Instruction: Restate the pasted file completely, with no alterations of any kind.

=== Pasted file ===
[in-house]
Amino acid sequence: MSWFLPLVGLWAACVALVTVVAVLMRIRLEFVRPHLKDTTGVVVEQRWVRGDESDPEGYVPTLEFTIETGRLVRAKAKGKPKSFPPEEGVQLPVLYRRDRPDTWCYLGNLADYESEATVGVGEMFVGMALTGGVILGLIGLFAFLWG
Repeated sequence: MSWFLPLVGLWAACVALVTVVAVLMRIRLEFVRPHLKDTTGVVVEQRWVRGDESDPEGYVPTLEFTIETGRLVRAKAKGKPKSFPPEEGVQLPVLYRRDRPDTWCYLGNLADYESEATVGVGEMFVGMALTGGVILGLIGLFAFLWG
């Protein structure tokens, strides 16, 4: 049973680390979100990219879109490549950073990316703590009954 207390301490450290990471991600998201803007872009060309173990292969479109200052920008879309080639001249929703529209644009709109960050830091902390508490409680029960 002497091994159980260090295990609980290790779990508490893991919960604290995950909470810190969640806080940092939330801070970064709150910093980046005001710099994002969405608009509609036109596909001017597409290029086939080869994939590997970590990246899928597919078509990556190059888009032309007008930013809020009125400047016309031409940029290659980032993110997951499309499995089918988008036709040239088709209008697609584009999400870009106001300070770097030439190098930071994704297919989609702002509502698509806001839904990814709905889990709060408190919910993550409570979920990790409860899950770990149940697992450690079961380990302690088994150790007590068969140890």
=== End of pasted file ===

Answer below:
[in-house]
Amino acid sequence: MSWFLPLVGLWAACVALVTVVAVLMRIRLEFVRPHLKDTTGVVVEQRWVRGDESDPEGYVPTLEFTIETGRLVRAKAKGKPKSFPPEEGVQLPVLYRRDRPDTWCYLGNLADYESEATVGVGEMFVGMALTGGVILGLIGLFAFLWG
Repeated sequence: MSWFLPLVGLWAACVALVTVVAVLMRIRLEFVRPHLKDTTGVVVEQRWVRGDESDPEGYVPTLEFTIETGRLVRAKAKGKPKSFPPEEGVQLPVLYRRDRPDTWCYLGNLADYESEATVGVGEMFVGMALTGGVILGLIGLFAFLWG
């Protein structure tokens, strides 16, 4: 049973680390979100990219879109490549950073990316703590009954 207390301490450290990471991600998201803007872009060309173990292969479109200052920008879309080639001249929703529209644009709109960050830091902390508490409680029960 002497091994159980260090295990609980290790779990508490893991919960604290995950909470810190969640806080940092939330801070970064709150910093980046005001710099994002969405608009509609036109596909001017597409290029086939080869994939590997970590990246899928597919078509990556190059888009032309007008930013809020009125400047016309031409940029290659980032993110997951499309499995089918988008036709040239088709209008697609584009999400870009106001300070770097030439190098930071994704297919989609702002509502698509806001839904990814709905889990709060408190919910993550409570979920990790409860899950770990149940697992450690079961380990302690088994150790007590068969140890």